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Friday, April 6, 2012

4 things that stop us from realizing our aim.

I screwed up. I have been writing about finding your aim for a month and I still haven’t really defined it. Sorry!  I think this blog is helping me define it for myself. The short answer is: your aim is your goal. It’s the thing you have been really wanting to do with your life. Maybe you're already doing that thing. I am, I think. I wanted to be a doctor when I was young. I wanted to be that guy people came to for help. The guy who would see you through it, until you were healed. Then I learned that is not really what being a MD is about. It's all about numbers and volume and 3 minutes talking to each patient. It was not what I saw as my aim. Luckily, physical therapists do exactly what I dreamed of. They spend hours and hours with people getting them better. They see their clients through the roughness. It's what I imagined.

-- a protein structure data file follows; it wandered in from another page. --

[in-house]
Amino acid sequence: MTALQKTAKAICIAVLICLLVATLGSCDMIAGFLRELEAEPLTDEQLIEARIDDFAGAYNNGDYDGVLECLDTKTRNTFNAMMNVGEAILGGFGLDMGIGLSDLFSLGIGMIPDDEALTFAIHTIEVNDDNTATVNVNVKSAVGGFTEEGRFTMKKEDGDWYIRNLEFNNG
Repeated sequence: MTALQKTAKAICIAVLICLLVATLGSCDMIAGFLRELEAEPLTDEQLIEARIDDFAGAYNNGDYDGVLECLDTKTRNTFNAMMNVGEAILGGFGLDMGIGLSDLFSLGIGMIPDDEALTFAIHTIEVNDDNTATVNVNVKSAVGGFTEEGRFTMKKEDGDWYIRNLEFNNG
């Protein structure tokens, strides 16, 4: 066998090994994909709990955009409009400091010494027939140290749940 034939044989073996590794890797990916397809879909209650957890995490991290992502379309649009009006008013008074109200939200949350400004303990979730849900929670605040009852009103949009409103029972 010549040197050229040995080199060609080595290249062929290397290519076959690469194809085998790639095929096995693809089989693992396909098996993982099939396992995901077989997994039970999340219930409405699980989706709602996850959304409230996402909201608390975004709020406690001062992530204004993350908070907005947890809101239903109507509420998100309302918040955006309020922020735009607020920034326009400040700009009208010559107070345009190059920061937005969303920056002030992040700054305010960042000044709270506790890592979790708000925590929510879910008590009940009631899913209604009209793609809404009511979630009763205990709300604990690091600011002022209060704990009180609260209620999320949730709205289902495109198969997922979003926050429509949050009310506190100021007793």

But, I realized it was not necessarily my aim. I am not sure I can put this into the right words. I feel, very strongly, there is more. I have more to give. More to offer the world. I thought it was being a captain of industry. I think that is why I have tried my hand at owning so many businesses. But in each company, I get to the point where I am successful , but not satisfied. I will not find my aim that way.  I think the truth is, what you are good at is not necessarily your aim.  I can be good at a lot of things. I am a decent carpenter. I can repair plumbing and small motors. I am good with computers.  I am a decent physical therapist. I have been fairly good as a boss; my employees always seem happy to work for me. I think I am a good father, and I hope I am a good husband. Lots of hats. But which hat is the one that makes me feel complete? Which job allows me to fully express myself and what I have to offer? Perhaps the larger question is, why haven’t I been able to find that thing? Why can’t we find our aim?